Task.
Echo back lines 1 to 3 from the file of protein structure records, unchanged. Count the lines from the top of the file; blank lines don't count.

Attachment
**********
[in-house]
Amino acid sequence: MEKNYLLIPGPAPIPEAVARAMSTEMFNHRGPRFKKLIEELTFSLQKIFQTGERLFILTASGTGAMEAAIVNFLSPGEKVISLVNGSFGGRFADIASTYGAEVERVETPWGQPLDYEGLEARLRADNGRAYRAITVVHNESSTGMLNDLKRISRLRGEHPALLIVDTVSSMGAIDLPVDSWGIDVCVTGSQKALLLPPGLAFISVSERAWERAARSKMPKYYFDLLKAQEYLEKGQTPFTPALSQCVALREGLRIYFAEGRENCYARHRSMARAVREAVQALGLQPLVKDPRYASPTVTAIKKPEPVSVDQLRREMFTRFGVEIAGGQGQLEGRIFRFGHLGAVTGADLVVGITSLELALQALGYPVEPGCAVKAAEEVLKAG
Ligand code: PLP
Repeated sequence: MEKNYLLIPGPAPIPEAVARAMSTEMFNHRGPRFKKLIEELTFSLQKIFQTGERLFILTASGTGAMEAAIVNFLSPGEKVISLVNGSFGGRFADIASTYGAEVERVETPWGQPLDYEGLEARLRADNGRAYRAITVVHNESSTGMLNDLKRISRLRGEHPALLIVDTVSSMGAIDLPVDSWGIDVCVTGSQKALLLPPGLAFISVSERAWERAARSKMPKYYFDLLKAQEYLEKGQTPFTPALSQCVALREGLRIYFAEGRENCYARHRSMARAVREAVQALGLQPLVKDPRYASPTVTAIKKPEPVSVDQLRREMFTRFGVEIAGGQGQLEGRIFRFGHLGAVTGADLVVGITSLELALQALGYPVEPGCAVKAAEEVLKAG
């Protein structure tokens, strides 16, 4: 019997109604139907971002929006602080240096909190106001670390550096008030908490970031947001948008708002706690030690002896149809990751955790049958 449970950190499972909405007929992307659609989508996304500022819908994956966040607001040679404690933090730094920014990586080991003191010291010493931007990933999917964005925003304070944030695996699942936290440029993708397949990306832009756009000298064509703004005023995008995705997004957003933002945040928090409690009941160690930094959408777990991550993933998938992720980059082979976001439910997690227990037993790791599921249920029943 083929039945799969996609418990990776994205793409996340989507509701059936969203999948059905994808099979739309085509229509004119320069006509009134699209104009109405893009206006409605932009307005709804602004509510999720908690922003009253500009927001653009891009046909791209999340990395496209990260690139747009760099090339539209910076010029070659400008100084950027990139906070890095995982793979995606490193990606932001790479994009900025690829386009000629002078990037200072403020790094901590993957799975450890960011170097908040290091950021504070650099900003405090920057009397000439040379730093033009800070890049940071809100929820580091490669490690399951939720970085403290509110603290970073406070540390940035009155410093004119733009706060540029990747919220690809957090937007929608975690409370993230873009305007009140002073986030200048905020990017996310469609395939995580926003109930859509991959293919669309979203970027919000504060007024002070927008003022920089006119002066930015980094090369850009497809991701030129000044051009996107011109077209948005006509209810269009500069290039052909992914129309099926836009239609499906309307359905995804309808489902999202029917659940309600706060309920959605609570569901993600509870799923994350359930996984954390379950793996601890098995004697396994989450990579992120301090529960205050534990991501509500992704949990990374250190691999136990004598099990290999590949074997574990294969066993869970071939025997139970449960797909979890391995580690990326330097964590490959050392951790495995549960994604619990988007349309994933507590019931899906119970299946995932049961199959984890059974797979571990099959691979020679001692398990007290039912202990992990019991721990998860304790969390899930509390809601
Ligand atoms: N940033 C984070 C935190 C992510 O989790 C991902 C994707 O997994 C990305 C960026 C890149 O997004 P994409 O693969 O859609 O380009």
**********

[in-house]
Amino acid sequence: MEKNYLLIPGPAPIPEAVARAMSTEMFNHRGPRFKKLIEELTFSLQKIFQTGERLFILTASGTGAMEAAIVNFLSPGEKVISLVNGSFGGRFADIASTYGAEVERVETPWGQPLDYEGLEARLRADNGRAYRAITVVHNESSTGMLNDLKRISRLRGEHPALLIVDTVSSMGAIDLPVDSWGIDVCVTGSQKALLLPPGLAFISVSERAWERAARSKMPKYYFDLLKAQEYLEKGQTPFTPALSQCVALREGLRIYFAEGRENCYARHRSMARAVREAVQALGLQPLVKDPRYASPTVTAIKKPEPVSVDQLRREMFTRFGVEIAGGQGQLEGRIFRFGHLGAVTGADLVVGITSLELALQALGYPVEPGCAVKAAEEVLKAG
Ligand code: PLP